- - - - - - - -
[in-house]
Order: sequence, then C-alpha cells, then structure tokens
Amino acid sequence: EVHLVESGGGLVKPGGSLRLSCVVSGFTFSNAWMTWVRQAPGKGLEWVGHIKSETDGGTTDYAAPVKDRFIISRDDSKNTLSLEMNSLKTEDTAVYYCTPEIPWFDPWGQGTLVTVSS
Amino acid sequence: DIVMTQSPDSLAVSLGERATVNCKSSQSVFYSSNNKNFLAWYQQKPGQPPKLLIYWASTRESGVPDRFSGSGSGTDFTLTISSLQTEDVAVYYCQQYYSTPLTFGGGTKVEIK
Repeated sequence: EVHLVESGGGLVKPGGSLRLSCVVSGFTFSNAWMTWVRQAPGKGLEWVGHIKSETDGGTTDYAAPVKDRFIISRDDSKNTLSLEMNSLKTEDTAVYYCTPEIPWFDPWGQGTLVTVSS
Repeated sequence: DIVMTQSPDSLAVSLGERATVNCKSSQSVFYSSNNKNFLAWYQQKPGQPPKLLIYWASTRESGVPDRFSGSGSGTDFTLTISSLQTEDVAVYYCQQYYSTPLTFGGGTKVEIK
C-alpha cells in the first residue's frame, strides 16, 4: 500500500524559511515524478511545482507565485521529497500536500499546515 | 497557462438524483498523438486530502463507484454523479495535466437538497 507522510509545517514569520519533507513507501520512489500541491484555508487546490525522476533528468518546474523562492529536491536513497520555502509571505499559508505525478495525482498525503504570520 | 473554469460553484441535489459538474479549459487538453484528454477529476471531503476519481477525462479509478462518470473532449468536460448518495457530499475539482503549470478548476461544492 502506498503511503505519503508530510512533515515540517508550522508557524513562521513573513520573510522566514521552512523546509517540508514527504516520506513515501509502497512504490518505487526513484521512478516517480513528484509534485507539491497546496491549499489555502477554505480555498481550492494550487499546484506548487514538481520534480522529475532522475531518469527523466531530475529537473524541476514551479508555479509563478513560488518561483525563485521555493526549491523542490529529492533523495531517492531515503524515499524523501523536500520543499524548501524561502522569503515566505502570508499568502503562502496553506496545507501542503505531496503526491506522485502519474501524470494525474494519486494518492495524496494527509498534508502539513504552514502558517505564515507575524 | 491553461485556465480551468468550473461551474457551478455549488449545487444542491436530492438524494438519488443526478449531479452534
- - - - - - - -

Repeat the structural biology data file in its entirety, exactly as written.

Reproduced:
[in-house]
Order: sequence, then C-alpha cells, then structure tokens
Amino acid sequence: EVHLVESGGGLVKPGGSLRLSCVVSGFTFSNAWMTWVRQAPGKGLEWVGHIKSETDGGTTDYAAPVKDRFIISRDDSKNTLSLEMNSLKTEDTAVYYCTPEIPWFDPWGQGTLVTVSS
Amino acid sequence: DIVMTQSPDSLAVSLGERATVNCKSSQSVFYSSNNKNFLAWYQQKPGQPPKLLIYWASTRESGVPDRFSGSGSGTDFTLTISSLQTEDVAVYYCQQYYSTPLTFGGGTKVEIK
Repeated sequence: EVHLVESGGGLVKPGGSLRLSCVVSGFTFSNAWMTWVRQAPGKGLEWVGHIKSETDGGTTDYAAPVKDRFIISRDDSKNTLSLEMNSLKTEDTAVYYCTPEIPWFDPWGQGTLVTVSS
Repeated sequence: DIVMTQSPDSLAVSLGERATVNCKSSQSVFYSSNNKNFLAWYQQKPGQPPKLLIYWASTRESGVPDRFSGSGSGTDFTLTISSLQTEDVAVYYCQQYYSTPLTFGGGTKVEIK
C-alpha cells in the first residue's frame, strides 16, 4: 500500500524559511515524478511545482507565485521529497500536500499546515 | 497557462438524483498523438486530502463507484454523479495535466437538497 507522510509545517514569520519533507513507501520512489500541491484555508487546490525522476533528468518546474523562492529536491536513497520555502509571505499559508505525478495525482498525503504570520 | 473554469460553484441535489459538474479549459487538453484528454477529476471531503476519481477525462479509478462518470473532449468536460448518495457530499475539482503549470478548476461544492 502506498503511503505519503508530510512533515515540517508550522508557524513562521513573513520573510522566514521552512523546509517540508514527504516520506513515501509502497512504490518505487526513484521512478516517480513528484509534485507539491497546496491549499489555502477554505480555498481550492494550487499546484506548487514538481520534480522529475532522475531518469527523466531530475529537473524541476514551479508555479509563478513560488518561483525563485521555493526549491523542490529529492533523495531517492531515503524515499524523501523536500520543499524548501524561502522569503515566505502570508499568502503562502496553506496545507501542503505531496503526491506522485502519474501524470494525474494519486494518492495524496494527509498534508502539513504552514502558517505564515507575524 | 491553461485556465480551468468550473461551474457551478455549488449545487444542491436530492438524494438519488443526478449531479452534